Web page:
Clients often bring new challenges to the table, whether it’s a site located in a difficult climate, a unique twist like incorporating a wine cellar into a barn, or an interest in green technology and sustainable techniques. Recently, the latter came into play: a potential Blackburn greenbarns™ client liked our Hickory design, but wanted to add a tweak of his own in the form of a sod roof.
Admittedly, sod roofing hasn’t come up in my experience, but I am excited at the possibility of integrating this “new” old technology into the Hickory design. After surfing the web for sod roofing as well as discussing it with a member of my staff familiar with all things green, I thought I’d share what I learned with you. Consider this a crash course in sod.
A sod or a turf roof literally consists of the layer of ground that contains a mat of grass and its roots. According to Wikipedia, these roofs first appeared in Scandinavia, with a layer of sod set upon several layers of birch bark, which acts as a water sealant membrane. Modern sod roofs typically replace the traditional birch bark layer with other types of waterproof/root protective membranes.
There are various resources that provide instructional step-by-step and consulting information, such as this “How to Build a Sod Roof” article from eHow.com. A more professional resource is the Green Roofs for Healthy Cities (GRHC) association, which has a green roof certification program for professionals. The overall concept and application of a sod roof is simple—but that doesn’t mean it’s a DIY project.
One of the reasons you should consult a professional is to evaluate the structural loading capacity of the building intended for sod roofing. Since sod can be quite heavy—about 50 to 60 extra pounds per square foot over traditional roofing—it’s vital that the structure is capable of maintaining such weight. That’s why sod roof experts often indicate that the most suitable roof type has a low pitch. For this reason, the Hickory design our potential client is interested in would most likely require retooling in order to properly adjust to a potentially heavier roof.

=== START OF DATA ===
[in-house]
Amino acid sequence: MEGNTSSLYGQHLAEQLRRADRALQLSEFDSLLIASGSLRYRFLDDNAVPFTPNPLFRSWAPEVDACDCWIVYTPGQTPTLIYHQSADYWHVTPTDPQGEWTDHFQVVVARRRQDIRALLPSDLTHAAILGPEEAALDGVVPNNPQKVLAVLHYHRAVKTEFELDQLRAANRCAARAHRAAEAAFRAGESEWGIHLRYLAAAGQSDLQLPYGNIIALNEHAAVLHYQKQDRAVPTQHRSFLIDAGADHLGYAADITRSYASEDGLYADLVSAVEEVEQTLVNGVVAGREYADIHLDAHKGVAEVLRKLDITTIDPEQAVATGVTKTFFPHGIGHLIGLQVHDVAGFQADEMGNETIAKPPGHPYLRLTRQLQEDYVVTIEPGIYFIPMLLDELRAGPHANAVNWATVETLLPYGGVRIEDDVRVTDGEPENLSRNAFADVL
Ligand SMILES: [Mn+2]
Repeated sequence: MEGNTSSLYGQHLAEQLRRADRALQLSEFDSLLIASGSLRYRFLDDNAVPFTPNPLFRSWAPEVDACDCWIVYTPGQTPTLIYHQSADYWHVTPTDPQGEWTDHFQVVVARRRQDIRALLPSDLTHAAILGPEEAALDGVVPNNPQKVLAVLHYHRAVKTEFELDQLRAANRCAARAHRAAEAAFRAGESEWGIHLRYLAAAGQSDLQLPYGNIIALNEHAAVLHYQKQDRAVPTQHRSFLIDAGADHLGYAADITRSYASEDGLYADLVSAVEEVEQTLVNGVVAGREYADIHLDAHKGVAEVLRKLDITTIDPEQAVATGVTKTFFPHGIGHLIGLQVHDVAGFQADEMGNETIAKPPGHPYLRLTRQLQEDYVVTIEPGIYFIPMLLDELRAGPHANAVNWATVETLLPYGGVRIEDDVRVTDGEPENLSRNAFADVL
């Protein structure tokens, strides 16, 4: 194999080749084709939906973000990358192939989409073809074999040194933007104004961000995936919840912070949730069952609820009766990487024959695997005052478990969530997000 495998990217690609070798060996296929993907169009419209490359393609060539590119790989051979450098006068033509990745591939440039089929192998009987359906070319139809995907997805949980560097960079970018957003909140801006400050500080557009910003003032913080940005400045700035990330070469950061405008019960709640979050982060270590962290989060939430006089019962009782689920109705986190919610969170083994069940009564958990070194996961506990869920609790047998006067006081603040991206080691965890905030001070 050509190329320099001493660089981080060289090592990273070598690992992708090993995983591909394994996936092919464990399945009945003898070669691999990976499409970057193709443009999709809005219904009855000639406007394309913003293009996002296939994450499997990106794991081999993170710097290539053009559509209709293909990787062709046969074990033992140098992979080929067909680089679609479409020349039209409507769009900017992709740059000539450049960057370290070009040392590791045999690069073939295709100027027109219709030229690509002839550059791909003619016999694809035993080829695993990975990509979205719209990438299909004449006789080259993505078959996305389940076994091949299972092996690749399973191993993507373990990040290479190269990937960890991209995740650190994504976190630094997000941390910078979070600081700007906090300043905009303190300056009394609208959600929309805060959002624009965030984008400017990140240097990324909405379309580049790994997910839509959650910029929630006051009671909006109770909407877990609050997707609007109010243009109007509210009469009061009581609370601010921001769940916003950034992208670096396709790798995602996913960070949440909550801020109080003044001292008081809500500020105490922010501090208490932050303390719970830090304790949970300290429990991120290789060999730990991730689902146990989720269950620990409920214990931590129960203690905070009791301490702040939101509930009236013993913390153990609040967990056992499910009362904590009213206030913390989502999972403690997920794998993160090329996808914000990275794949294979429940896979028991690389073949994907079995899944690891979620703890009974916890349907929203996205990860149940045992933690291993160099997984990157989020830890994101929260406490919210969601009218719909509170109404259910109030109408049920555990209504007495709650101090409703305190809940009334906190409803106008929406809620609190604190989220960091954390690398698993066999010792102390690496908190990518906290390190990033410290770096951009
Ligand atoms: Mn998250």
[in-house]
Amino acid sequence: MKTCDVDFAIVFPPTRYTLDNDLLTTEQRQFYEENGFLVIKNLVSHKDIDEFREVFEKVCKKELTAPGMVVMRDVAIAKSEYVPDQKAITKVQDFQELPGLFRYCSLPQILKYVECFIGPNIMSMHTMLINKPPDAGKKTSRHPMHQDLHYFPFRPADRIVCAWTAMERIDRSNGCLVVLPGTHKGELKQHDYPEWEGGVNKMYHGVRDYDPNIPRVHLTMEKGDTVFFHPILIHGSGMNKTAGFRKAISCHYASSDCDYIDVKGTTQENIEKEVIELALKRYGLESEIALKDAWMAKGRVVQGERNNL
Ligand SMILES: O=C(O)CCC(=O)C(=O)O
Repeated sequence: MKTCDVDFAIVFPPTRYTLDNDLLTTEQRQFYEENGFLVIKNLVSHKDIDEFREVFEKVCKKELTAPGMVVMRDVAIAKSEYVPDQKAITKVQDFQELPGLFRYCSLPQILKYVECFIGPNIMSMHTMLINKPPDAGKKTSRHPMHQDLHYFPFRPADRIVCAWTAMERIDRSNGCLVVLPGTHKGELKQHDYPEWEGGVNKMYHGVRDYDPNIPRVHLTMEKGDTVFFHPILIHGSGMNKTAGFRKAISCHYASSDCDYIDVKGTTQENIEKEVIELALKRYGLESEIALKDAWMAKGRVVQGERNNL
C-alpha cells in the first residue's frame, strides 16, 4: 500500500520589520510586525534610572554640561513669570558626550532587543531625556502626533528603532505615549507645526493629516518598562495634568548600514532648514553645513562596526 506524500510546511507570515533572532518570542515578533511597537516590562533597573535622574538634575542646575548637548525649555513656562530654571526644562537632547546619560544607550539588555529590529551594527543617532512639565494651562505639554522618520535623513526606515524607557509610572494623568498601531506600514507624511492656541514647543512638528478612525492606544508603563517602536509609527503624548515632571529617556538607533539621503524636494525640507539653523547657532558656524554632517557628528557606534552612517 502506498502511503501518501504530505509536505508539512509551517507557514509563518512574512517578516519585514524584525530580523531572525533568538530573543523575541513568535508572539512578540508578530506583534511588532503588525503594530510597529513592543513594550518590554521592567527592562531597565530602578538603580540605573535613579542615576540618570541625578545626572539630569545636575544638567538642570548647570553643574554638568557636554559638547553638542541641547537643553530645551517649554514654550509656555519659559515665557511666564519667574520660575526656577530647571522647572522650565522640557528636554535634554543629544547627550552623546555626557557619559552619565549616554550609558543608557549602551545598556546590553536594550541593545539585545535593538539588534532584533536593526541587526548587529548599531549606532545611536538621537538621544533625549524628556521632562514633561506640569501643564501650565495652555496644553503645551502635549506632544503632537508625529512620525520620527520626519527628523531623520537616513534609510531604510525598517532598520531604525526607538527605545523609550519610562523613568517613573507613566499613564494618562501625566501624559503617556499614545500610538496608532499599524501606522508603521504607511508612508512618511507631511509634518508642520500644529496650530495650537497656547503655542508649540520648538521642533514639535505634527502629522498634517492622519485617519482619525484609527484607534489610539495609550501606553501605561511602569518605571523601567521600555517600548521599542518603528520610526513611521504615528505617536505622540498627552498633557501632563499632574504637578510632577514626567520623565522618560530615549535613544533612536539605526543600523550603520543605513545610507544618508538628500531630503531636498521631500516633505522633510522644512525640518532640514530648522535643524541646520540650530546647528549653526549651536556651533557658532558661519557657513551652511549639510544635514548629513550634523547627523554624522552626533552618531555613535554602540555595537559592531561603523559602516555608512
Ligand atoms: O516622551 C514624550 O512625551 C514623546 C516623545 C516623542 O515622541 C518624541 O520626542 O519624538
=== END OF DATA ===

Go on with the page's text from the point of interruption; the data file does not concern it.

Once the structural loading capacity is secure, there are many benefits to sod roofing. Here’s a short list:
- Excellent insulation and fireproofing
- Functions in a variety of climates except extreme
- Cooling in the summer and retains heat in the winter
- Wind and noise protection
- Long-lasting (up to 50 years is a frequently cited standard)
- Retains water to help prevent flooding
- Plants produce oxygen and reduce carbon dioxide
To elaborate upon the last item on the list, here’s a quote from James Nestor’s article, “Highly Sod After,” on Dwell Magazine’s Web site: “A single 16-square-foot roof of uncut grass produces the amount of oxygen that one person breathes in an entire year and removes up to 4.4 pounds of airborne pollution annually.”
Overall, sod roofing can be an effective way to “green” your roof and your lifestyle—a time-tested practice that proves sustainable technology isn’t always in the form of a fancy gadget or expensive material. What’s more accessible than your own backyard, after all?
Mother Earth News: http://www.motherearthnews.com/Green-Homes/1972-11-01/Sod-Roof.aspx
Dwell Magazine’s Web site: http://www.dwell.com/articles/highly-sod-after.html
Green Roofs for Healthy Cities (GRHC): http://www.greenroofs.org/index.php/about-green-roofs